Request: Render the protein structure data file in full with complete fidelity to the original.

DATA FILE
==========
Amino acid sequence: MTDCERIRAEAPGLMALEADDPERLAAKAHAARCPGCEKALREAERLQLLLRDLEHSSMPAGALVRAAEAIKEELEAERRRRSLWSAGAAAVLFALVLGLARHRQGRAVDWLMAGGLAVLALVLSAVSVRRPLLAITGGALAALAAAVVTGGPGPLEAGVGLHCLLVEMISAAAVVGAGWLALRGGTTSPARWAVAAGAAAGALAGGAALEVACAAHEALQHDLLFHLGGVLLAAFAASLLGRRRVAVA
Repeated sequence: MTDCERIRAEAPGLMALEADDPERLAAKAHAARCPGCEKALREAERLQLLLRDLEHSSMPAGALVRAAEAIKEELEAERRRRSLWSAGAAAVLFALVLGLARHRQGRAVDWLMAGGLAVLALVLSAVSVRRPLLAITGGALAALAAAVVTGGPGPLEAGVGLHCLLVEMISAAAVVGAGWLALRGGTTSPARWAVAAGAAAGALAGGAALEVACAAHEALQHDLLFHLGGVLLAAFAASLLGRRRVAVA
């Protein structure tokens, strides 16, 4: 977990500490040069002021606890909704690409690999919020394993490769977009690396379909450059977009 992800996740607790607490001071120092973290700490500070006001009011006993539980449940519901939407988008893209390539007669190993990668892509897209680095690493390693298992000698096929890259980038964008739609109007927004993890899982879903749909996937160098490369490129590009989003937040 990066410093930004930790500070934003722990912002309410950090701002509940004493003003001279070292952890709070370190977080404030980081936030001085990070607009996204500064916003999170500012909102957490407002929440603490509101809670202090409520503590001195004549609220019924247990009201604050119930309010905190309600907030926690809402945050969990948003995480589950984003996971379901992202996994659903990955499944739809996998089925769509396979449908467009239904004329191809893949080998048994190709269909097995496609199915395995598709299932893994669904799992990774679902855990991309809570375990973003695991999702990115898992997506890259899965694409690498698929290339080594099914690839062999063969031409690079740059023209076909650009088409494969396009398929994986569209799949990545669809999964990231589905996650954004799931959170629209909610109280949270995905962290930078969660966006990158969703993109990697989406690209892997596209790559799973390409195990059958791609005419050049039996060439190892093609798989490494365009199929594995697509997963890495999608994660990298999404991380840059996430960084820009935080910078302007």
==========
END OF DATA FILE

Amino acid sequence: MTDCERIRAEAPGLMALEADDPERLAAKAHAARCPGCEKALREAERLQLLLRDLEHSSMPAGALVRAAEAIKEELEAERRRRSLWSAGAAAVLFALVLGLARHRQGRAVDWLMAGGLAVLALVLSAVSVRRPLLAITGGALAALAAAVVTGGPGPLEAGVGLHCLLVEMISAAAVVGAGWLALRGGTTSPARWAVAAGAAAGALAGGAALEVACAAHEALQHDLLFHLGGVLLAAFAASLLGRRRVAVA
Repeated sequence: MTDCERIRAEAPGLMALEADDPERLAAKAHAARCPGCEKALREAERLQLLLRDLEHSSMPAGALVRAAEAIKEELEAERRRRSLWSAGAAAVLFALVLGLARHRQGRAVDWLMAGGLAVLALVLSAVSVRRPLLAITGGALAALAAAVVTGGPGPLEAGVGLHCLLVEMISAAAVVGAGWLALRGGTTSPARWAVAAGAAAGALAGGAALEVACAAHEALQHDLLFHLGGVLLAAFAASLLGRRRVAVA
């Protein structure tokens, strides 16, 4: 977990500490040069002021606890909704690409690999919020394993490769977009690396379909450059977009 992800996740607790607490001071120092973290700490500070006001009011006993539980449940519901939407988008893209390539007669190993990668892509897209680095690493390693298992000698096929890259980038964008739609109007927004993890899982879903749909996937160098490369490129590009989003937040 990066410093930004930790500070934003722990912002309410950090701002509940004493003003001279070292952890709070370190977080404030980081936030001085990070607009996204500064916003999170500012909102957490407002929440603490509101809670202090409520503590001195004549609220019924247990009201604050119930309010905190309600907030926690809402945050969990948003995480589950984003996971379901992202996994659903990955499944739809996998089925769509396979449908467009239904004329191809893949080998048994190709269909097995496609199915395995598709299932893994669904799992990774679902855990991309809570375990973003695991999702990115898992997506890259899965694409690498698929290339080594099914690839062999063969031409690079740059023209076909650009088409494969396009398929994986569209799949990545669809999964990231589905996650954004799931959170629209909610109280949270995905962290930078969660966006990158969703993109990697989406690209892997596209790559799973390409195990059958791609005419050049039996060439190892093609798989490494365009199929594995697509997963890495999608994660990298999404991380840059996430960084820009935080910078302007």